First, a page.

Such a move could end hopes by 30,000 schools and libraries nationwide to get discounts this year to establish or upgrade Internet connections. It also could lead to a reduction in special surcharges that long-distance companies have placed on consumer bills to help finance the discounts.
The fees, running as high as 6 percent on bills from companies such as AT&T Corp. and MCI Communications Corp., have angered members of Congress. The companies, however, counter that they are necessary to recoup money that the companies must pay into a new fund set up to provide the discounts.
Only a small portion of the fees actually reach the fund for schools and libraries. Most of the money goes toward other programs to ensure low-cost phone service to rural and poor areas. The FCC argues that long-distance carriers should not impose the fees at all because their costs have been offset by reductions the carriers have enjoyed in the rates they pay to local telephone companies for beginning and ending long-distance calls.
The FCC was deluged with calls and letters yesterday from angry Republican and Democratic lawmakers, demanding that the agency stop collecting money for the program.
The agency "should immediately suspend further collection of funding for its schools and libraries program," said a letter signed by some of the leading lawmakers on telecommunications policy -- Rep. John D. Dingell (D-Mich.), Rep. Thomas J. Bliley Jr. (R-Va.), Sen. John McCain (R-Ariz.) and Sen. Ernest F. Hollings (D-S.C.). "We believe it is too late for the commission to rescue itself merely by tinkering with a fundamentally flawed and legally suspect program."
The letters are "pretty unambiguous," said a FCC staff member, who requested anonymity. "This removes any doubt that we'll stop" the funding, the source said. Before the barrage from Capitol Hill, the FCC had been planning early next week to take less drastic action, such as reducing funding and ensuring that the neediest schools get help first.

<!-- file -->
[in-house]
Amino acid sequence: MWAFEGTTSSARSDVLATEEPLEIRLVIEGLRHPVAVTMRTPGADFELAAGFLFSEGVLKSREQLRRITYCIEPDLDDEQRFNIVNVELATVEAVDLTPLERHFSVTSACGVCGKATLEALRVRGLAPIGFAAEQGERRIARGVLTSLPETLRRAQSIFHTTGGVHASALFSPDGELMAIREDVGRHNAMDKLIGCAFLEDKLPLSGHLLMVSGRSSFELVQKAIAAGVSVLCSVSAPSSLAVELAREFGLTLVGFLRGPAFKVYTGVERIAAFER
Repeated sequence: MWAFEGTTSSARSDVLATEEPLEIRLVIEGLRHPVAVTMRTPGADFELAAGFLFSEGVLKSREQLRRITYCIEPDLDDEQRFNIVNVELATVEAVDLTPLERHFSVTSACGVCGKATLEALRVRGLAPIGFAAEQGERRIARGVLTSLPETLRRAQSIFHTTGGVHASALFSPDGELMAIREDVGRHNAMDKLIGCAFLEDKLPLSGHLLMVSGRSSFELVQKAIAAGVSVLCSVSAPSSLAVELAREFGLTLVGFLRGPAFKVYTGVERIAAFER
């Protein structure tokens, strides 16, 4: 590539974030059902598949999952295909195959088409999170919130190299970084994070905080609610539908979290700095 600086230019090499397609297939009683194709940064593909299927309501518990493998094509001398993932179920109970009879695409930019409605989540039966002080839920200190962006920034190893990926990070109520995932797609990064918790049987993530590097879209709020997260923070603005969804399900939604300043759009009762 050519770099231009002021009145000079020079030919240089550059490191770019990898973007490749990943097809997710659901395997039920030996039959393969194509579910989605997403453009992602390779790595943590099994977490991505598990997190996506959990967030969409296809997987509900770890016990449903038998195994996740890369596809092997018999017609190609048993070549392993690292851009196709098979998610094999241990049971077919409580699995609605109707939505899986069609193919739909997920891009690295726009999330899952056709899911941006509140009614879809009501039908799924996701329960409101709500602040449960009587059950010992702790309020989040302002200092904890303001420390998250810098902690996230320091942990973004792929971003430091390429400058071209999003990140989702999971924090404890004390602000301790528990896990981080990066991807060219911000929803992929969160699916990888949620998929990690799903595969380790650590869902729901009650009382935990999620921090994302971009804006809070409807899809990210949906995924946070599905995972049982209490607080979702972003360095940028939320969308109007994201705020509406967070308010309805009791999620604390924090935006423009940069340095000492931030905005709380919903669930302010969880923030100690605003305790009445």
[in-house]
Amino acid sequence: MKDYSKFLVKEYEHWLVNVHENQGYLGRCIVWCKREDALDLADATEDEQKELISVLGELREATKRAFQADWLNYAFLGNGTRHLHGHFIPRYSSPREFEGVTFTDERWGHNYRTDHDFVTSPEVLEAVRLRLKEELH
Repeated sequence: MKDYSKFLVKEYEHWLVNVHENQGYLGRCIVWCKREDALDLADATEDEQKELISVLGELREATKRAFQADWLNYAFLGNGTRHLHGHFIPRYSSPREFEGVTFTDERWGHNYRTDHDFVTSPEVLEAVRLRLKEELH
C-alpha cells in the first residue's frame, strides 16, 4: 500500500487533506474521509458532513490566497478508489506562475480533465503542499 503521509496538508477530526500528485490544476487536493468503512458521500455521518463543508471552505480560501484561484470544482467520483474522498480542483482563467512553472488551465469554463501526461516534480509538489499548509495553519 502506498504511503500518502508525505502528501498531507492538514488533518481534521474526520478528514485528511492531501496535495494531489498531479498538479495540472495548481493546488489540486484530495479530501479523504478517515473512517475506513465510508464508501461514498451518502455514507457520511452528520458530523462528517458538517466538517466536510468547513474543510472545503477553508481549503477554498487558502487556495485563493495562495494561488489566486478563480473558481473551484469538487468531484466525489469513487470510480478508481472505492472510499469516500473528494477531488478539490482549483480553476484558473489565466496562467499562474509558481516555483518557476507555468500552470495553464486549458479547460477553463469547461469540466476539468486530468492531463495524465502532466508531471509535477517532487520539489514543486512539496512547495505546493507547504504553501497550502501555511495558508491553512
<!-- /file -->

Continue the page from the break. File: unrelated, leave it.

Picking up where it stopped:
A spokesman for FCC Chairman William Kennard said the agency plans to vote on the issue Monday.
Lynne Bradley, deputy executive director of the American Library Association's Washington office, said: "To call for a halt to this [program] is a travesty. There are 30,000 applications in the pipeline. There is clearly a need for this program."
The program, part of a 1996 overhaul of telecommunications laws, is being derided by Republican critics as a new tax imposed by the Clinton administration.
Critics said the FCC, with prodding by the administration, created a schools and libraries program that goes far beyond what Congress intended. The General Accounting Office found that the FCC exceeded its authority by creating a Schools and Libraries Corp. to run the program.
The FCC has collected about $625 million from long-distance companies this year and had planned to bring in as much as $2 billion more by year's end. So far, however, it has not disbursed any of the money.
Copyright 1998 The Washington Post Company *******************************************************
Jerry P. Becker Dept. of Curriculum & Instruction Southern Illinois University Carbondale, IL 62901-4610 USA Fax: (618)453-4244 Phone: (618)453-4241 (office) E-mail: JBECKER@SIU.EDU